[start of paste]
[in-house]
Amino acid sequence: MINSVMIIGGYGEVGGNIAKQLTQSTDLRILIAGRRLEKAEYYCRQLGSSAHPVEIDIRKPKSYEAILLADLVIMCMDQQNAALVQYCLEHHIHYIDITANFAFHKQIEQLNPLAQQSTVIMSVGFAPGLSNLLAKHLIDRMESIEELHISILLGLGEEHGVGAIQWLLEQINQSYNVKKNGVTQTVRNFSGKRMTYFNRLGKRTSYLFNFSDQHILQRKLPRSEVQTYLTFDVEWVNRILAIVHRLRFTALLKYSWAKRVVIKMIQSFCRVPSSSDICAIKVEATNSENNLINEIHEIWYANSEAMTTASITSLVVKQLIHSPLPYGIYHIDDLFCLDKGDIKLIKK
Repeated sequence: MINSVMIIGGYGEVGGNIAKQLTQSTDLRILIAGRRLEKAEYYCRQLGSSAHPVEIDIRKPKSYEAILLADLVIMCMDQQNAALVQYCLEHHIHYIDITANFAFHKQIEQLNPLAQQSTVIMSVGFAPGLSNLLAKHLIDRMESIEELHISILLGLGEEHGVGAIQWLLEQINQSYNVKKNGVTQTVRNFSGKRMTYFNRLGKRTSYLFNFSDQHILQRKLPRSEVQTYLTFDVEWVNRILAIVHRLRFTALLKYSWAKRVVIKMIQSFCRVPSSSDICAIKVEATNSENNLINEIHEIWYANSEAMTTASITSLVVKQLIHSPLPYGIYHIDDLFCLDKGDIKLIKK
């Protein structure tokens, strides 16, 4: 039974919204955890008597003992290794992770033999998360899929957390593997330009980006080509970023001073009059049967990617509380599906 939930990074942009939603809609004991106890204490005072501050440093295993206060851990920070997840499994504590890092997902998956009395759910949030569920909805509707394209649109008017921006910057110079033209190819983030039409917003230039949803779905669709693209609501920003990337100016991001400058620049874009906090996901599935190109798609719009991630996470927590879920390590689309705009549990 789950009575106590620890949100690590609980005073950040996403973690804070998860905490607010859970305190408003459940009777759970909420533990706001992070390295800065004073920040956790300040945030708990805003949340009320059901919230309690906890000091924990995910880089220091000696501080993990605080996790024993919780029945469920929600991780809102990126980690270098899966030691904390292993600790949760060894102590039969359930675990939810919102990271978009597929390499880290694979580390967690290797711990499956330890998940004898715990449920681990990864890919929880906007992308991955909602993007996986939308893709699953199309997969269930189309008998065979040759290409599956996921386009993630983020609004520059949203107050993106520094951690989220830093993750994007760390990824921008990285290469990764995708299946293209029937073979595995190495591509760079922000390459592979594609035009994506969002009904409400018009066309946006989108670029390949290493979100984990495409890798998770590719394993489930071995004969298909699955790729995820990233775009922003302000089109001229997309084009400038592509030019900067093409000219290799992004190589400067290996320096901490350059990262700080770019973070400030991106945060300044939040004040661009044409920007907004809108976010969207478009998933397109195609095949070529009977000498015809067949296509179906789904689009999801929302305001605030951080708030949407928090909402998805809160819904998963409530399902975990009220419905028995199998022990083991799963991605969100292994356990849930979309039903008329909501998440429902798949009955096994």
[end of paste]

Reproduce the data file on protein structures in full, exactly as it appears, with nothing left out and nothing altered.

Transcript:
[in-house]
Amino acid sequence: MINSVMIIGGYGEVGGNIAKQLTQSTDLRILIAGRRLEKAEYYCRQLGSSAHPVEIDIRKPKSYEAILLADLVIMCMDQQNAALVQYCLEHHIHYIDITANFAFHKQIEQLNPLAQQSTVIMSVGFAPGLSNLLAKHLIDRMESIEELHISILLGLGEEHGVGAIQWLLEQINQSYNVKKNGVTQTVRNFSGKRMTYFNRLGKRTSYLFNFSDQHILQRKLPRSEVQTYLTFDVEWVNRILAIVHRLRFTALLKYSWAKRVVIKMIQSFCRVPSSSDICAIKVEATNSENNLINEIHEIWYANSEAMTTASITSLVVKQLIHSPLPYGIYHIDDLFCLDKGDIKLIKK
Repeated sequence: MINSVMIIGGYGEVGGNIAKQLTQSTDLRILIAGRRLEKAEYYCRQLGSSAHPVEIDIRKPKSYEAILLADLVIMCMDQQNAALVQYCLEHHIHYIDITANFAFHKQIEQLNPLAQQSTVIMSVGFAPGLSNLLAKHLIDRMESIEELHISILLGLGEEHGVGAIQWLLEQINQSYNVKKNGVTQTVRNFSGKRMTYFNRLGKRTSYLFNFSDQHILQRKLPRSEVQTYLTFDVEWVNRILAIVHRLRFTALLKYSWAKRVVIKMIQSFCRVPSSSDICAIKVEATNSENNLINEIHEIWYANSEAMTTASITSLVVKQLIHSPLPYGIYHIDDLFCLDKGDIKLIKK
């Protein structure tokens, strides 16, 4: 039974919204955890008597003992290794992770033999998360899929957390593997330009980006080509970023001073009059049967990617509380599906 939930990074942009939603809609004991106890204490005072501050440093295993206060851990920070997840499994504590890092997902998956009395759910949030569920909805509707394209649109008017921006910057110079033209190819983030039409917003230039949803779905669709693209609501920003990337100016991001400058620049874009906090996901599935190109798609719009991630996470927590879920390590689309705009549990 789950009575106590620890949100690590609980005073950040996403973690804070998860905490607010859970305190408003459940009777759970909420533990706001992070390295800065004073920040956790300040945030708990805003949340009320059901919230309690906890000091924990995910880089220091000696501080993990605080996790024993919780029945469920929600991780809102990126980690270098899966030691904390292993600790949760060894102590039969359930675990939810919102990271978009597929390499880290694979580390967690290797711990499956330890998940004898715990449920681990990864890919929880906007992308991955909602993007996986939308893709699953199309997969269930189309008998065979040759290409599956996921386009993630983020609004520059949203107050993106520094951690989220830093993750994007760390990824921008990285290469990764995708299946293209029937073979595995190495591509760079922000390459592979594609035009994506969002009904409400018009066309946006989108670029390949290493979100984990495409890798998770590719394993489930071995004969298909699955790729995820990233775009922003302000089109001229997309084009400038592509030019900067093409000219290799992004190589400067290996320096901490350059990262700080770019973070400030991106945060300044939040004040661009044409920007907004809108976010969207478009998933397109195609095949070529009977000498015809067949296509179906789904689009999801929302305001605030951080708030949407928090909402998805809160819904998963409530399902975990009220419905028995199998022990083991799963991605969100292994356990849930979309039903008329909501998440429902798949009955096994």